More than 20 years after French sports car firm Alpine was shut down, Renault has relaunched the marque. The all-new two-seat coupe was revealed at the at the 2017 Geneva Motor Show and now we've been for a first passenger ride in the car. The Alpine A110 borrows its name and much of its styling from the legendary sports car of the Sixties and Seventies and the new version will hit the roads towards the end of this year after we get a first drive in late October.
The Renault ZOE E-Sport will never see the light of day as production car, according to Renault. Instead, it’s a concept that offers a glimpse into the future as to what might be possible from an all-electric hot hatch in years to come. And we’ve driven it. In many respects, it’s a shame the E-Sport won’t go any further, because it flips the idea of an EV on its head. It’s one that has huge power and performance, stunning good looks and a highly amusing four-wheel-drive chassis.
On the one hand, and no matter how cynical you might be, you can’t really ignore the idea of an all-electric hot hatchback with four wheel-drive and 454bhp. Especially one that rides on 20in wheels and which looks as downright sexy as the Renault Zoe E-sport.
Muck Rack makes it simple to find people, tweets, or articles that mention any name, keyword, company, hashtag etc. We've compiled this guide to help you make the most of your search.
Selecting a term
Start searching tweets, articles from media outlets, articles mentioned in tweets, journalists'
names, titles and bios with some suggested searches:
Companies or Topics (e.g. iPhone, Microsoft)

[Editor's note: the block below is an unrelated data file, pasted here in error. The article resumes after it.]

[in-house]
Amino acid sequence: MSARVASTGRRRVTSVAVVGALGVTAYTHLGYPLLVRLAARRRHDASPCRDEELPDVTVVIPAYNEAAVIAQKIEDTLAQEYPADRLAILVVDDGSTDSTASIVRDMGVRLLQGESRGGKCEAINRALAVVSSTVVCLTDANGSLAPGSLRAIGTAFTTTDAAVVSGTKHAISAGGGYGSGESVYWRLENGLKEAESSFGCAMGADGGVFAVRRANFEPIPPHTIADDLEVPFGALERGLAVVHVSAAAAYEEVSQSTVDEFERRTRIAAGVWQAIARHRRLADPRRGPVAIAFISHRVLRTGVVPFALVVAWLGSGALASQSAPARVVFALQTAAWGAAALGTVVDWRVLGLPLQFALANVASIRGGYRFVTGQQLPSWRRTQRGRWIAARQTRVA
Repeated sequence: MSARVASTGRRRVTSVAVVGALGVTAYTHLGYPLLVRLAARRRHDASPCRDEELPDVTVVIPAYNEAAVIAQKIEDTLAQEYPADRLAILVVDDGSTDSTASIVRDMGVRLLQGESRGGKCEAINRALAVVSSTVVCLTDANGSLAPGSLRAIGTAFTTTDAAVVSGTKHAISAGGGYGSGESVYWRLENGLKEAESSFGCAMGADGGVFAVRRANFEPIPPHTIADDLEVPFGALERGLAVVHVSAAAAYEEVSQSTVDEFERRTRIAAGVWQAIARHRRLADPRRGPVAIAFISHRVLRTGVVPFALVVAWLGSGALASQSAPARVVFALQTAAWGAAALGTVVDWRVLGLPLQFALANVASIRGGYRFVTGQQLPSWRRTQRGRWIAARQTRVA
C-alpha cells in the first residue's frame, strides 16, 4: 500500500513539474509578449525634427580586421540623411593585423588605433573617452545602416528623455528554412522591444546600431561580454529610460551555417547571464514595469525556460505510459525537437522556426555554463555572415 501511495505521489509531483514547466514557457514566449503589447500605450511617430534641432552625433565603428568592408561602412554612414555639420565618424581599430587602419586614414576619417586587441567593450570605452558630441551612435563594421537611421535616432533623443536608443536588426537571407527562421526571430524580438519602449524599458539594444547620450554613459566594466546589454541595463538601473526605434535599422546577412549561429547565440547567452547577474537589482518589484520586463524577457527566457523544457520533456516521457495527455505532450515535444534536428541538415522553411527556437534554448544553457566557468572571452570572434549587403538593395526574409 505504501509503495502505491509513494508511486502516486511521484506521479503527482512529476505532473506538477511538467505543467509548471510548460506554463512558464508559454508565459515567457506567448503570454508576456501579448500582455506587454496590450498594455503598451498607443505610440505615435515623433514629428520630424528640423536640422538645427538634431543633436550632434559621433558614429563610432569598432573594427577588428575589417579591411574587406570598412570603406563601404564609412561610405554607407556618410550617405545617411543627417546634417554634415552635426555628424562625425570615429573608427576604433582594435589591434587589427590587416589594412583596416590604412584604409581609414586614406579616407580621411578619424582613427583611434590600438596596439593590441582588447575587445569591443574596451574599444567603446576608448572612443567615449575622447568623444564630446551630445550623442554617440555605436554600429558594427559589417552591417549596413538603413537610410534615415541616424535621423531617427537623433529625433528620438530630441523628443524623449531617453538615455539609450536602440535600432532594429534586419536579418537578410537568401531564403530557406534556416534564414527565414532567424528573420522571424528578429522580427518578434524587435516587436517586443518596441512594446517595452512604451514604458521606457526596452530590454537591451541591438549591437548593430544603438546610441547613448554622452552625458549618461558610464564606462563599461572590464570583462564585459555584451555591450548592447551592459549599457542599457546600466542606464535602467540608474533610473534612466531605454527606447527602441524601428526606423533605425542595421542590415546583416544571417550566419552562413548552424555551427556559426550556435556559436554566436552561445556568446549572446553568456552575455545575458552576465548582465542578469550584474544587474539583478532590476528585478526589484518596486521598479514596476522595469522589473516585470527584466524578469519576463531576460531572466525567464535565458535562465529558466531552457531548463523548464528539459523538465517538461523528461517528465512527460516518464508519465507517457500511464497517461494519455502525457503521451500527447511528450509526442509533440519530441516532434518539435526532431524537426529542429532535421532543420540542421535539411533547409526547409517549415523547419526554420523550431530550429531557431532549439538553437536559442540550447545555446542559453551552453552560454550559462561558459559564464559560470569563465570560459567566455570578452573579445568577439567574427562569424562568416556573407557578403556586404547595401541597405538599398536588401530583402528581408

Phrases (e.g. "cloud computing") — use quotes to keep the terms together
Twitter handles (e.g. @username) — returns those who have mentioned or replied to
Names (e.g. "David Pogue")
Hashtags (e.g. #sxsw, #london2012)
Bio details (e.g. vegan, Olympics, father)
Muck Rack's Advanced Search allows for many boolean operators.
Find results that mention multiple specified terms, use AND or
+. For example, ensure each result contains both Elon Musk and Mark Zuckerberg by
searching Obama AND Romney or Obama + Romney.
Use the operators OR or , to broaden your search when you'd like either of
multiple terms to appear in results. (This is the default behavior of our search when no operators
are used.) For example, search for democrat OR republican to find results that refer to
Democrats and/or Republicans.
Use NOT or - to subtract results from your search. For
example, searching Disney will yield results about the Walt Disney Company as well as Walt Disney
World Resort. To exclude mentions of Disney World, search for Disney -World or Disney
When using one of these operators with a phrase, enclose it in quotation marks. For example, you can
find results about smartphones excluding Apple's iPhone 4S by searching smartphone -"iPhone
Exact case matching or punctuation
If you're searching for a brand name or keyword that relies on specific punctuation marks or capitalization, you can
find results that match your exact query by adding matchcase: before the keyword you're searching for, like matchcase:E*TRADE .
Use parentheses to separate multiple
boolean phrases. For example, to find journalists talking about having fun in Disney World or
Disneyland, search for ("disney world" OR disneyland) AND fun.
An asterisk can be used to search for any variation of a root word truncated by the asterisk. For example, searching for admin* will return results for administrator, administration, administer, administered, etc.
A near operator is an AND operator where you can control the distance between the words. You can vary the distance the near operation uses by adding a forward slash and number (between 0-99) such as strawberries NEAR/10 "whipped cream", which means the strawberries must exist within 10 words of "whipped cream".